Dosing and Administration

Mounjaro and Zepbound have the same dosing strengths and are available in six doses: 2.5 mg, 5 mg, 7.5 mg, 10 mg, 12.5 mg, and 15 mg.

The recommended starting dose of Zepbound and Mounjaro is 2.5 mg, which should be taken every week. After the first four weeks, your doctor may subsequently increase the doses in 2.5 mg increments after at least four weeks until the maintenance dose is reached. The maximum dosage of both drugs is 15 mg, and they are both administered subcutaneously (under the skin, preferably in the fatty areas of the abdomen).

The recommended maintenance doses of Zepbound and Mounjaro in adults are 5 mg, 10 mg, or 15 mg, depending on treatment response and tolerability.

Side Effects

Since Zepbound and Mounjaro have the same active ingredients and dosing strengths, they share the same side effects.

The most common side effects of Zepbound and Mounjaro are typically gastrointestinal. They are usually mild and wear off in a few weeks as the body adjusts to the medicine. These common side effects include Nausea and vomiting, diarrhea or constipation, heartburn, stomach pain, Low appetite, burping, and gas.

On rare occasions, some people who take Zepbound or Mounjaro may experience severe adverse reactions to the drug. Some of these severe side effects are,

  • Low blood glucose (typically mild hypoglycemia). No incidence of severe hypoglycemia was observed with the use of tirzepatide in this study.
  • Gallbladder disease
  • Pancreatitis (inflammation of the pancreas)
  • Kidney issues
  • Temporary worsening of diabetic retinopathy
  • Severe gastrointestinal problems
  • Boxed Warning for possible thyroid tumors, including cancer.

Drug Interactions

As with the side effects, Zepbound and Mounjaro share similar drug interactions since they contain the same ingredient: Tirzepatide.

Tirzepatide helps insulin release from the pancreas and lowers high blood sugar levels. Hence, it interacts with other medications that affect insulin release, such as insulin injections, sulfonylureas like glipizide (Glucotrol XL), and glinides like repaglinide. If you must take insulin or sulfonylureas with Zepbound or Mounjaro, your doctor may lower the dosage to prevent hypoglycemia. It is, however, crucial to note that Mounjaro or Zepbound has a low risk for hypoglycemia if taken alone.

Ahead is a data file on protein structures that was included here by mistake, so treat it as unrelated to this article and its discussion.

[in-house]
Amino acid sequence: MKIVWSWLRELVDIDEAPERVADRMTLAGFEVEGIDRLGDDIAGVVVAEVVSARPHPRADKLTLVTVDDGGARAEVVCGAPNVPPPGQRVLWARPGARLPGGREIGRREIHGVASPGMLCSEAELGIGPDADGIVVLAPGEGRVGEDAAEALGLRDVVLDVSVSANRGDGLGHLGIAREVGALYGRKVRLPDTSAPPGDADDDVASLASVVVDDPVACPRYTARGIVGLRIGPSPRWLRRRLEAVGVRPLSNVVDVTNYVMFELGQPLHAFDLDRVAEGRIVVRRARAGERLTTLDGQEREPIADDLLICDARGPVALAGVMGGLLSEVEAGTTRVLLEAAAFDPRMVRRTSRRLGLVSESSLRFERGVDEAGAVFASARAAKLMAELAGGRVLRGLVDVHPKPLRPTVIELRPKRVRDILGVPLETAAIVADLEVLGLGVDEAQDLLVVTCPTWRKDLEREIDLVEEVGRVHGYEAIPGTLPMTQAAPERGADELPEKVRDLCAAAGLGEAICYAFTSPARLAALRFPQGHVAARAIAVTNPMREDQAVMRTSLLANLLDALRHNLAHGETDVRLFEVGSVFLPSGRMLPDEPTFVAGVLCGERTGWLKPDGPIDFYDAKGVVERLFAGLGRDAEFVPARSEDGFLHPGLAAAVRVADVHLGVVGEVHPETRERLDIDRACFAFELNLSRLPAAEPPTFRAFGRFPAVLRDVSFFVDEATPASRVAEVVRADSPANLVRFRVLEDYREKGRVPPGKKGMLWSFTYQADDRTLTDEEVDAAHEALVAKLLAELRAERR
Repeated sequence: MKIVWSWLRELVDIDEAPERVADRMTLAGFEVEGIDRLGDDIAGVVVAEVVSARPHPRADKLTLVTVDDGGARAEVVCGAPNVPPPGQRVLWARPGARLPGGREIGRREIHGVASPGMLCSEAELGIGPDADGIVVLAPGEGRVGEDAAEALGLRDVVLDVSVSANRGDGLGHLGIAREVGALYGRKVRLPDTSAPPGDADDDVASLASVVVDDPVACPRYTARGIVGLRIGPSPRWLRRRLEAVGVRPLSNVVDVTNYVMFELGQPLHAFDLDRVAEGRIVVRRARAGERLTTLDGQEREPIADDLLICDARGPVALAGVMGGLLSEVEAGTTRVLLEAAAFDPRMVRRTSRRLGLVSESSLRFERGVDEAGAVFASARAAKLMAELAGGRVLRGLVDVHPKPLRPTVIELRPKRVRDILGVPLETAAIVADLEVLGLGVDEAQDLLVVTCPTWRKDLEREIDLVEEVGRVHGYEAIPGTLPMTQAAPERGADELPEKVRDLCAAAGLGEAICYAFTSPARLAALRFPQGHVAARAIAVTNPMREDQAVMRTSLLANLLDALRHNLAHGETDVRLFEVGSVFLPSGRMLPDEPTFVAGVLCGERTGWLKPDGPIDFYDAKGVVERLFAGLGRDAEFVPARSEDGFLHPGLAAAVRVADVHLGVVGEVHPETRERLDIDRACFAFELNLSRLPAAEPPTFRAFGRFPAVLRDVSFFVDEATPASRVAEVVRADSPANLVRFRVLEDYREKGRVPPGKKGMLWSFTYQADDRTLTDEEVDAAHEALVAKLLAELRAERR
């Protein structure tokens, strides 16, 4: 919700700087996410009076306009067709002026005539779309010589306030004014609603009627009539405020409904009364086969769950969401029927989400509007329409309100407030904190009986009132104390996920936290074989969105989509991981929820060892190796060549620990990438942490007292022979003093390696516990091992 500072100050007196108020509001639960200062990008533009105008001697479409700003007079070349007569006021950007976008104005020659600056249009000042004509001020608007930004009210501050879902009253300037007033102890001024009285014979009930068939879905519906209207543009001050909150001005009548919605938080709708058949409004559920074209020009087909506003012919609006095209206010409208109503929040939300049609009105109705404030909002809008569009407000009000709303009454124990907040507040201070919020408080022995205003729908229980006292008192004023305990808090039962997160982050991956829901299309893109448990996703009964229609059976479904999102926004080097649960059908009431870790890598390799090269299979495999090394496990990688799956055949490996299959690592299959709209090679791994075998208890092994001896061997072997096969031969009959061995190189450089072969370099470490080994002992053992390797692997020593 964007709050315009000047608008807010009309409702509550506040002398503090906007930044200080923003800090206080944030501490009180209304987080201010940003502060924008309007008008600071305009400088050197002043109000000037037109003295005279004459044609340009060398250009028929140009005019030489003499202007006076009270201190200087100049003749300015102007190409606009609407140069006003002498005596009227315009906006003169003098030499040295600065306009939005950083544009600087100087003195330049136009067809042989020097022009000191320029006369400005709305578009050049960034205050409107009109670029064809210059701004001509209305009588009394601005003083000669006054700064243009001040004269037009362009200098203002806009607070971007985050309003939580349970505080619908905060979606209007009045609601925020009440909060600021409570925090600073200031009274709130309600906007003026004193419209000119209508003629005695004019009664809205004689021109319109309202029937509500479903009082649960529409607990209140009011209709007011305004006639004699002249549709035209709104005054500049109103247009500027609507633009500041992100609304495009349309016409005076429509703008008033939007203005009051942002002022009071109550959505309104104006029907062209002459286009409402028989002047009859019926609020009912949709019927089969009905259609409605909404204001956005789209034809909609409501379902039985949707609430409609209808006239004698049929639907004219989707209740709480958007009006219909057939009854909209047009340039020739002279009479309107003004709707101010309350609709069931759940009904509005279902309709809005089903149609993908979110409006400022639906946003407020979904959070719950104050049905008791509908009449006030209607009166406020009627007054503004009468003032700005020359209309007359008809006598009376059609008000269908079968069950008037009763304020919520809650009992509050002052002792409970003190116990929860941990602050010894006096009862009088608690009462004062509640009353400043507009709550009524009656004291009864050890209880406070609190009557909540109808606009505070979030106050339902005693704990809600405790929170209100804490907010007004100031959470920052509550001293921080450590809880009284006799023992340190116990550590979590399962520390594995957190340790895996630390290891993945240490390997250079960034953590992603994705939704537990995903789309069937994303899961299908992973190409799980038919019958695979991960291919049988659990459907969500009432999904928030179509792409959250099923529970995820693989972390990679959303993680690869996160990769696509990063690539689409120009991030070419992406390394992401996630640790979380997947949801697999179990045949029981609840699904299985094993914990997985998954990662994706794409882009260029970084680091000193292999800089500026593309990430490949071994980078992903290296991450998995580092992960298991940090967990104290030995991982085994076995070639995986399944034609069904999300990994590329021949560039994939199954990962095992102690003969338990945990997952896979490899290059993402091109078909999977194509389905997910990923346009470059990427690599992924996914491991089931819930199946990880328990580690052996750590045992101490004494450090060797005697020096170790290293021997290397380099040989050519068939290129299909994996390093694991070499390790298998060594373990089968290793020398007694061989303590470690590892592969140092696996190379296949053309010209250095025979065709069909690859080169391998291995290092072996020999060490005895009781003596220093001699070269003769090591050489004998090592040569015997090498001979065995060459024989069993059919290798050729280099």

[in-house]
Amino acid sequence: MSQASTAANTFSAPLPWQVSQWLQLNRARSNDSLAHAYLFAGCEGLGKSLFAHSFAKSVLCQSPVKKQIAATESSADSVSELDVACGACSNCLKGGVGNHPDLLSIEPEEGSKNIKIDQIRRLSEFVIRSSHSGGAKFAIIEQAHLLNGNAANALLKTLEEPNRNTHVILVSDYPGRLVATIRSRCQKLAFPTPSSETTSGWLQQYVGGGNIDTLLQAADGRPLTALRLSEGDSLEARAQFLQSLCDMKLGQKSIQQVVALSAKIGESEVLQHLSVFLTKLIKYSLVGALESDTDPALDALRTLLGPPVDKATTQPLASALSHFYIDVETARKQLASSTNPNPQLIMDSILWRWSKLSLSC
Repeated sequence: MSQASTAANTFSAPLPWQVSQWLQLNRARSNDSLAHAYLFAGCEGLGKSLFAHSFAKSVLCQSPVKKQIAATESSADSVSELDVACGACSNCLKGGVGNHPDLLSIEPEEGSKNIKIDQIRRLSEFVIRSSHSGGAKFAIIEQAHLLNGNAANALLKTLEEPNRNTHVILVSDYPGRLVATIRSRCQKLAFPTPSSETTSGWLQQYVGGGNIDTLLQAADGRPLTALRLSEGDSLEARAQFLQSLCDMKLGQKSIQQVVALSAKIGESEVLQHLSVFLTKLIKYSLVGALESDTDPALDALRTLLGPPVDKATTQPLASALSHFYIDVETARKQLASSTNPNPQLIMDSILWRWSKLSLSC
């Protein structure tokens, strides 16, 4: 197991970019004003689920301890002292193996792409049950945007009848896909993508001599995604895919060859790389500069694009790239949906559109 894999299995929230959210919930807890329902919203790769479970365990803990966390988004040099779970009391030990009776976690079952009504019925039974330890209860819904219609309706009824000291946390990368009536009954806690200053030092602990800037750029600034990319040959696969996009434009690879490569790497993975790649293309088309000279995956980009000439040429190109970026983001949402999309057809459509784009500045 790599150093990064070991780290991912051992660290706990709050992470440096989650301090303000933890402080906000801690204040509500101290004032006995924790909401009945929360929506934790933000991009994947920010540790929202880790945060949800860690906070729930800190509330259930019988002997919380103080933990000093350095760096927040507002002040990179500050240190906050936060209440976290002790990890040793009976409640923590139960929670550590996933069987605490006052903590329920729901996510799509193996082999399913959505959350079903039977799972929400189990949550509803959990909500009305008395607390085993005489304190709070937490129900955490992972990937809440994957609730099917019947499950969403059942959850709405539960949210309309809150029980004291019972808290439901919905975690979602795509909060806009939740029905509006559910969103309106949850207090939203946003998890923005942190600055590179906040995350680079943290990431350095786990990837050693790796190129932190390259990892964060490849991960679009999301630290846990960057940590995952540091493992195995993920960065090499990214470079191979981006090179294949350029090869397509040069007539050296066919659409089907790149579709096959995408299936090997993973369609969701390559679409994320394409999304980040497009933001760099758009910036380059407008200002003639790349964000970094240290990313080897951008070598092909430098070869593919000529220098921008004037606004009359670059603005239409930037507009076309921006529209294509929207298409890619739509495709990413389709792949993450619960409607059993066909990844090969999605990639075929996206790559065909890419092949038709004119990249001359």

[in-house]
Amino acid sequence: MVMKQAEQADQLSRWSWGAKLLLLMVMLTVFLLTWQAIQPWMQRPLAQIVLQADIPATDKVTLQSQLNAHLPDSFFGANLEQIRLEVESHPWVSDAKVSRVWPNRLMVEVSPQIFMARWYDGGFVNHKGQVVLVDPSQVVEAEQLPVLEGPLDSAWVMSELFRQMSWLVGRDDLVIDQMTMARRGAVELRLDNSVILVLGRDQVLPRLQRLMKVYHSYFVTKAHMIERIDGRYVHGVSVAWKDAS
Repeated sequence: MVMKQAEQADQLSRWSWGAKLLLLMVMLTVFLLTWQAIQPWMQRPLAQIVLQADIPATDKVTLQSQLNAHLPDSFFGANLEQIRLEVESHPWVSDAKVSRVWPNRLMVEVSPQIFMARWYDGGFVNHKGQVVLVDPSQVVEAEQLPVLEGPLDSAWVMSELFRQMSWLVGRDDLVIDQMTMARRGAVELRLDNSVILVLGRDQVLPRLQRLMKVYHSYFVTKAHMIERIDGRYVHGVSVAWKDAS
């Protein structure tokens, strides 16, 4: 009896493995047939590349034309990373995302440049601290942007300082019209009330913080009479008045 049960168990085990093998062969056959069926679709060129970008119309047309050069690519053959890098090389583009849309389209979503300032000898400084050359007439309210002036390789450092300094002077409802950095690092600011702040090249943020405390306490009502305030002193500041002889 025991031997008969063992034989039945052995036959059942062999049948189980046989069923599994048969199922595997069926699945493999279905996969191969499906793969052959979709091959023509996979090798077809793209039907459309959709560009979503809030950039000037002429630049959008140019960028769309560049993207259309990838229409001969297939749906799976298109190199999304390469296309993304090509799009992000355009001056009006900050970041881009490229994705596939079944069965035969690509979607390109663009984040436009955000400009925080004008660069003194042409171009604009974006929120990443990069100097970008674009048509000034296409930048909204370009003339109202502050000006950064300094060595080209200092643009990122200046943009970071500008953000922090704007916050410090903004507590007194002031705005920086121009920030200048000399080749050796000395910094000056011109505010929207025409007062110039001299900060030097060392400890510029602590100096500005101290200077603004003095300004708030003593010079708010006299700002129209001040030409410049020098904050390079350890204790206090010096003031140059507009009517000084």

Mounjaro and Zepbound also delay food movement through the digestive system, which can slow oral medication absorption. This might affect how your body takes in these medications.


Zepbound and Mounjaro are contraindicated in,

  • Patients with known severe hypersensitivity to tirzepatide,
  • Patients with a personal or family history of medullary thyroid carcinoma,
  • Patients with Multiple Endocrine Neoplasia syndrome type 2.

Cost, Accessibility, and Insurance Coverage

The price for a one-month supply of Zepbound is around $1,059.87, while Mounjaro costs around $1,023.04 for a one-month supply, making Zepbound just slightly pricier.

Eligible people with commercial insurance might pay as little as $25 for a one-month or three-month prescription with the Mounjaro or Zepbound Savings Card.